+2 (2)
    NorthGuy
    mark.pappin
    ... won't get fatigued and accidentally forget "just that one".



    Compilers have bugs too ... just like humans.




    I've heard the next release of Human is going to fix the "forgetting why you entered a room" bug.
    #15
    andersm
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    Re: Why C Over Assembly? 2019/03/20 15:45:21 (permalink)
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    Boy, it's like 1983 never ended.
    #16
    qhb
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    Re: Why C Over Assembly? 2019/03/20 16:00:37 (permalink)
    +2 (2)
    andersm
    Boy, it's like 1983 never ended.

    What a momentous year! https://en.wikipedia.org/wiki/1983
    January 1 – The migration of the ARPANET to TCP/IP is officially completed (this is considered to be the beginning of the true Internet).
    March 1 - First collection of twelve Swatch models was introduced in Zürich, Switzerland
    March 8IBM releases the IBM PC XT.
    March 23Strategic Defense Initiative: U.S. President Ronald Reagan makes his initial proposal to develop technology to intercept enemy missiles. The media dub this plan "Star Wars".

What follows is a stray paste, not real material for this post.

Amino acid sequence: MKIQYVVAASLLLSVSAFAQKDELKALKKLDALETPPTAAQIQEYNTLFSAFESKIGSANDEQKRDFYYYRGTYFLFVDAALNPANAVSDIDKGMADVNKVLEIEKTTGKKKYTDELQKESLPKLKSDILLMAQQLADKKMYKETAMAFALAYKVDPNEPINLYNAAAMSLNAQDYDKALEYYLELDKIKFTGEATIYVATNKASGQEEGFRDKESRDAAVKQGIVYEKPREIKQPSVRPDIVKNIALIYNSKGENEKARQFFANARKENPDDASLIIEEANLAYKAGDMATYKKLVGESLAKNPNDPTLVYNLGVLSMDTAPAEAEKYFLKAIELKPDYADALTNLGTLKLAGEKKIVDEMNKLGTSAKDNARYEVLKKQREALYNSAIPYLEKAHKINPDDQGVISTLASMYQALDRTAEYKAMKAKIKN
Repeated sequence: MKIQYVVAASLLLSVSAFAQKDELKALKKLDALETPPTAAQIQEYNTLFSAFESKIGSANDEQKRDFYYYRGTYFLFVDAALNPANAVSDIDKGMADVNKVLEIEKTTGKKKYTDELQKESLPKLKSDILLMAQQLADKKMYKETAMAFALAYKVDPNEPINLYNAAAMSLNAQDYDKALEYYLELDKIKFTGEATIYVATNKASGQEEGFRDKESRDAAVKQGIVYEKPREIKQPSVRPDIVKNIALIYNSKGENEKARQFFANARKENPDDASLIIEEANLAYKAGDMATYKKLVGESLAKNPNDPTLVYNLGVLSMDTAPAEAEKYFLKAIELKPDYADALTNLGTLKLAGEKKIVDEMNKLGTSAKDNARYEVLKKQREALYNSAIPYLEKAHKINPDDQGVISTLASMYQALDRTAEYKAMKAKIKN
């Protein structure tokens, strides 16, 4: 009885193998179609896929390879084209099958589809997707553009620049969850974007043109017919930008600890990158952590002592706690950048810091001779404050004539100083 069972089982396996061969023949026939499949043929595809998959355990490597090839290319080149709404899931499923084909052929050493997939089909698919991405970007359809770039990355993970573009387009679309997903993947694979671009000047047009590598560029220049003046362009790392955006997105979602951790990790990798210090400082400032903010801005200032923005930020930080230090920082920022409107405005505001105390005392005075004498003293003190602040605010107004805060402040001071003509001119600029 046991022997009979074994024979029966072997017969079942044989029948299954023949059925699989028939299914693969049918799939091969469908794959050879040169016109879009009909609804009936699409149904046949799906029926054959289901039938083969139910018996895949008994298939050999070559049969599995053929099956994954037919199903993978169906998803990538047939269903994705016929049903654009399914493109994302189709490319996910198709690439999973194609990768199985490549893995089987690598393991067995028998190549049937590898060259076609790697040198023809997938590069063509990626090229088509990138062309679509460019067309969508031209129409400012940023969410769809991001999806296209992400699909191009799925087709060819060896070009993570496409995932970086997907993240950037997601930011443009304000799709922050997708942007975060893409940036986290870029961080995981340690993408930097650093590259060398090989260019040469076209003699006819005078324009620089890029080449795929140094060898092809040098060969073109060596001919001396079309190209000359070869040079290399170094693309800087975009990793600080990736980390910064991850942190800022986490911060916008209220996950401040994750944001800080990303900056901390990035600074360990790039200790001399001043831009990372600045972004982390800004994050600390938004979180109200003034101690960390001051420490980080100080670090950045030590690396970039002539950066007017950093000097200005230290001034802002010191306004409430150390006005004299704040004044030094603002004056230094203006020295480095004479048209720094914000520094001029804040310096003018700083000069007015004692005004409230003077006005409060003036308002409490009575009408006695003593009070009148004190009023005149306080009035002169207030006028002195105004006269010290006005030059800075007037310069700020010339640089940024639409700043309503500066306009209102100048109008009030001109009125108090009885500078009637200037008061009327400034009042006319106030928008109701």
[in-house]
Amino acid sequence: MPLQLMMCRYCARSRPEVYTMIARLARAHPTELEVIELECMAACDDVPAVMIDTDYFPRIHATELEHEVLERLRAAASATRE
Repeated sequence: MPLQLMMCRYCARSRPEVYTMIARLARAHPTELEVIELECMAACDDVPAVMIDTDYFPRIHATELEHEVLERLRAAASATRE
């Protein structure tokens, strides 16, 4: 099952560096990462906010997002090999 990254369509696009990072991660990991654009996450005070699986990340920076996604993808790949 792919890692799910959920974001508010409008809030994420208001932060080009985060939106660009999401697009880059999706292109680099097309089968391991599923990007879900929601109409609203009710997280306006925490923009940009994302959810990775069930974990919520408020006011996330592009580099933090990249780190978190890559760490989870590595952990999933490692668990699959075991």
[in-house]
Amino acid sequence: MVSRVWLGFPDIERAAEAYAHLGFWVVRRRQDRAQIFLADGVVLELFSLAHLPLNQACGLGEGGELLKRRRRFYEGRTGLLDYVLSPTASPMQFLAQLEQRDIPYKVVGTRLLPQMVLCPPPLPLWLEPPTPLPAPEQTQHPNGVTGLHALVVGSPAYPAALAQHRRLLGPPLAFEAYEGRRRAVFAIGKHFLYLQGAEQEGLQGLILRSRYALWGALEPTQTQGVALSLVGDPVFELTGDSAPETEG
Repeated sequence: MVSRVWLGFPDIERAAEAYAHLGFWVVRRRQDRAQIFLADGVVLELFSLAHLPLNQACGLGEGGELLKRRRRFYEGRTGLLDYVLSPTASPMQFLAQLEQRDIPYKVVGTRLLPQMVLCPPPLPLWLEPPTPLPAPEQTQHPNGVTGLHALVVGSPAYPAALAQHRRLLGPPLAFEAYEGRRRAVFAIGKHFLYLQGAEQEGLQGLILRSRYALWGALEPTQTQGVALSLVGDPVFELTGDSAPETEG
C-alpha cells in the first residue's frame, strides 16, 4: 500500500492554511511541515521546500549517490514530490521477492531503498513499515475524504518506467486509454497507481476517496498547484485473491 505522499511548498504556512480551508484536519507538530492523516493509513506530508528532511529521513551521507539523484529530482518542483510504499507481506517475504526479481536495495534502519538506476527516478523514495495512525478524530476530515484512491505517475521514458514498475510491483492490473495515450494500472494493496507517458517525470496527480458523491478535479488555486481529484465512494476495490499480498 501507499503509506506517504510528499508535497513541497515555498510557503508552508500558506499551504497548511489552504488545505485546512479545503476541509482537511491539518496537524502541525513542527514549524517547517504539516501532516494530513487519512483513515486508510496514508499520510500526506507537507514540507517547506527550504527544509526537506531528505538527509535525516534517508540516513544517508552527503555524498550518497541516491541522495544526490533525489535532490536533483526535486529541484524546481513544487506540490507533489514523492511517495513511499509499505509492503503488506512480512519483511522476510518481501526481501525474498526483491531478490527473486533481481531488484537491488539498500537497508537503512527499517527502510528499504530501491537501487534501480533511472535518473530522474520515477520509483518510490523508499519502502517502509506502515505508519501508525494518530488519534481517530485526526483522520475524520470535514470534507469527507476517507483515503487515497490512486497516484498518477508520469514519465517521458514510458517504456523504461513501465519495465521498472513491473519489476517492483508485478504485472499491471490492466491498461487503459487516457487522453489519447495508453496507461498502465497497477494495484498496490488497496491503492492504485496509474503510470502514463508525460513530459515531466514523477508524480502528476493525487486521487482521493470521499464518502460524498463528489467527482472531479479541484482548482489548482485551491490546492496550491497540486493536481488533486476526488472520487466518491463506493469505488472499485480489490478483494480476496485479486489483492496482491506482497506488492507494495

April 4 – The Space Shuttle Challenger is launched on its maiden voyage: STS-6.
    June 19 – Don Bluth's Dragon's Lair is released in arcades.
    September 6 – The Soviet Union admits to shooting down Korean Air Lines Flight 007, stating that the pilots did not know it was a civilian aircraft when it violated Soviet airspace.
    September 18 – U.S. heavy metal band Kiss officially appears in public without makeup for the first time on MTV.
    December 2Michael Jackson's Thriller video is aired on MTV for the first time.
    Flashdance and Return of the Jedi are box-office hits.
    McDonald's introduces the McNugget.
    The DeLorean Motor Company ceases production.
     
     

    Nearly there...
    #17
    Gort2015
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    Re: Why C Over Assembly? 2019/03/20 19:52:37 (permalink)
    0 (2)
    Sounds like we are all oldies.
     
    Star Trek:TOS and Marvel Comics got me into computers.

    MPLab X playing up, bug in your code? Nevermind, Star Trek:Discovery will be with us soon.
    https://www.youtube.com/watch?v=Iu1qa8N2ID0
    + ST:Continues, "What Ships are Made for", Q's back.
    #18